The current way sales development representative (SDR) teams are set up ignores the reality of what is actually needed today to be able to reign in sales technology expansion and align with the way prospective customers operate.
Consider the seismic changes in the sales development landscape over the past few years. Not that long ago, the sales development process was a manual mess of Salesforce, Google searches, Excel sheets, sticky notes, and duct tape. Whether qualifying inbound leads or going outbound, it was slow, clunky, and difficult to execute.
Fast forward to today, where the explosion of technology to support sales development around data quality, workflow organization, and email messaging is amazing. SDRs now have the power and speed afforded by this technology in their hands. They can work faster, be more organized, and send out more messages to more people than ever.
However, having all this great technology available can also be damaging. As we have seen, putting that much power in the hands of an untrained, disorganized SDR team can lead to negative reactions fromprospective clients. We all know that a bad message, sent out to lots of people over and over, is still a bad message (and potentially damaging to your company's reputation).
You may recall back in the day when only the marketing team had access to marketing automation programs set up to send out one email after another. Those campaigns were generally planned, approved, and vetted. Not so much anymore. Now even the newest SDRs enjoy that same power at their fingertips.
The result isn't always good. Prospects are bombarded by irrelevant messaging. Potential clients tune out or get annoyed. Brands are damaged. All in alll, it’s getting tougher to break through the noise.
Then you have the rash of “SDR shamings” on LinkedIn and social media, on which people actually post emails and social outreach made by SDRs and complain about how badly they were executed. Ironically, this SDR shaming is usually done by sales leaders who then turn around and pushing their own SDR team for more meetings, using similar tactics.
So how can SDR teams break through?
Most sales development organizations are still set up in a way that doesn’t give SDRs a chance to establish context and build basic trust and value with prospects. Many SDR programs simply fall back to the spray-and-pray tactics of yesteryear.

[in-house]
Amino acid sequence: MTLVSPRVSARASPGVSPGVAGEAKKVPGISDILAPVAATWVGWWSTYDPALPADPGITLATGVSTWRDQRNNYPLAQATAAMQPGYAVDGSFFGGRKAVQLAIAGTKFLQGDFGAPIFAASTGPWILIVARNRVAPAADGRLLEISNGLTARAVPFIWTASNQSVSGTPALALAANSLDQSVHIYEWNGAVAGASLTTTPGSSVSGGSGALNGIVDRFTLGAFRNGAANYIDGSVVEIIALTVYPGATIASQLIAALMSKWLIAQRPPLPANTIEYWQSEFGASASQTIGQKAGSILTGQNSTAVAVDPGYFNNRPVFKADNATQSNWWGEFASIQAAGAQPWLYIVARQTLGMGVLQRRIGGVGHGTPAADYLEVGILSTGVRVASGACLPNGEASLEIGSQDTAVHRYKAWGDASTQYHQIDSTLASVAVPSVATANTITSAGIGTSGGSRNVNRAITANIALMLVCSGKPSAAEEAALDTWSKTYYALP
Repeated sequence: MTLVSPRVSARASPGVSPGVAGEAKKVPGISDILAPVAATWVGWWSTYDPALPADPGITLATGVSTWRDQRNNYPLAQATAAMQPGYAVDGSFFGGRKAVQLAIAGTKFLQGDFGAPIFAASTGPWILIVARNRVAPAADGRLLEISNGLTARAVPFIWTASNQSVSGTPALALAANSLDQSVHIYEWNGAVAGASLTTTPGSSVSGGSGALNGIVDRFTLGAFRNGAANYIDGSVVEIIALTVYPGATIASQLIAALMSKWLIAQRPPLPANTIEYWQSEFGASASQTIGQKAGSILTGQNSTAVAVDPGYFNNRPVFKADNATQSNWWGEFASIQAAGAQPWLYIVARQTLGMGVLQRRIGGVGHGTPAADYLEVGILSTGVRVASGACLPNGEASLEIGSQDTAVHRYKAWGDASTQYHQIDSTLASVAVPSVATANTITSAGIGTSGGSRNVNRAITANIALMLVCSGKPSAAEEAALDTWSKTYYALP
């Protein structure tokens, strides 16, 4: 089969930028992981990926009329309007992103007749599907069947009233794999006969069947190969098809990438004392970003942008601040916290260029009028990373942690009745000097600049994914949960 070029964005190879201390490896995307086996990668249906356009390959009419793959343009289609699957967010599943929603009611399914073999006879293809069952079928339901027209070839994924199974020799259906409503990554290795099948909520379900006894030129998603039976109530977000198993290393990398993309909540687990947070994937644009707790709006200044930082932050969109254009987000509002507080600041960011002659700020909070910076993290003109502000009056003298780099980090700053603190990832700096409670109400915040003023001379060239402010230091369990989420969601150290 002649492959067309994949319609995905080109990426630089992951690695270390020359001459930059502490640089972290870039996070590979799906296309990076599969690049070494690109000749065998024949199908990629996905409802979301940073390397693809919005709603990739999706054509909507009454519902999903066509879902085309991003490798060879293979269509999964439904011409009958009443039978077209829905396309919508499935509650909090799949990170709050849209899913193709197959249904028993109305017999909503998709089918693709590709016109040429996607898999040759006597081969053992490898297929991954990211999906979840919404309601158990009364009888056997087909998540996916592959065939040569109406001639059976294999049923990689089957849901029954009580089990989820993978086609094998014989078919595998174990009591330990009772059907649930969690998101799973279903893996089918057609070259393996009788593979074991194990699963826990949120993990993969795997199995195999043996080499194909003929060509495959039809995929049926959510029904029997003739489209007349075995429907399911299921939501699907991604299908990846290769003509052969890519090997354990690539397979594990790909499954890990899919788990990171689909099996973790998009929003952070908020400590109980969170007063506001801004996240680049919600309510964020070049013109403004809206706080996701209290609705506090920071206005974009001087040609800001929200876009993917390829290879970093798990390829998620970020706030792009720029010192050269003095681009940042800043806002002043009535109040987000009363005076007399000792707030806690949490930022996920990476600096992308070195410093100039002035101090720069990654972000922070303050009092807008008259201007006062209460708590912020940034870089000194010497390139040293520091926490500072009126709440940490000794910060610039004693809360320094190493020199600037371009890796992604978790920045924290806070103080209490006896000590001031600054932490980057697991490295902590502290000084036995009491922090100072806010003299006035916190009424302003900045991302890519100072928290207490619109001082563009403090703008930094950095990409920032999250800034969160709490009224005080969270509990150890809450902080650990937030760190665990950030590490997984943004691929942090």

The current setup also doesn’t harness the explosion of data being created by those tools, which, if set up correctly, could actually improve overall team performance.
Instead, a typical sales development organization requires SDRs — usually people fresh out of college in their first job with little or no experience — to do several different and, at times, conflicting jobs. The average SDR may need to research massive amounts of prospect information, handle email copywriting, develop scripts, master new SDR technologies, build lists, conduct cold calls, send out mass emails, gain product knowledge, and keep up on social media updates.
In the face of this daunting list, many get overwhelmed and end up falling back to silently researching and sending out mass emails all day.
I argue that SDRs need to be better equipped in order to regain focus on their true purpose — having high-quality conversations with target prospects and setting up sales appointments.
Meanwhile, the typical organization asks a sales development manager to not only be a trainer, coach, and administrator for the SDR team, but also to be an expert analyst of the mass amounts of data being created. Managers must also translate that data to actionable and relevant insights.
Additionally, sales development managers need to become experts in the SDR technology tools and back-end connections to make sure nothing slips by.
These are two very different jobs that can and should be separated to improve efficiency.
To maximize investment in the many new tools out there, and to discover best practices to gain more appointments, you may want to consider setting up your SDR organization in a totally different way.